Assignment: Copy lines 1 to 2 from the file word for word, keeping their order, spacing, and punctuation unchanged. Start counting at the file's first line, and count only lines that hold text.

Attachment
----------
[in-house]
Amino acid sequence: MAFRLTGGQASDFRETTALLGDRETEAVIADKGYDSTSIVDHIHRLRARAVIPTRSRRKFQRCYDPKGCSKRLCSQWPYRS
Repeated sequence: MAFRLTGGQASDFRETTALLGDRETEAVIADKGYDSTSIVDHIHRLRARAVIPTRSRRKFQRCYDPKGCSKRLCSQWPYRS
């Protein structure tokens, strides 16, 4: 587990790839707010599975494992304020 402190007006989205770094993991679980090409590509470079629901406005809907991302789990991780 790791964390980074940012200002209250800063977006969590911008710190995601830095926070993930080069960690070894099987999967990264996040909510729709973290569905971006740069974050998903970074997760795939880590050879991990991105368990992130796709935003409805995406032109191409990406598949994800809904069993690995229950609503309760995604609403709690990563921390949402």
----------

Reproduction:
[in-house]
Amino acid sequence: MAFRLTGGQASDFRETTALLGDRETEAVIADKGYDSTSIVDHIHRLRARAVIPTRSRRKFQRCYDPKGCSKRLCSQWPYRS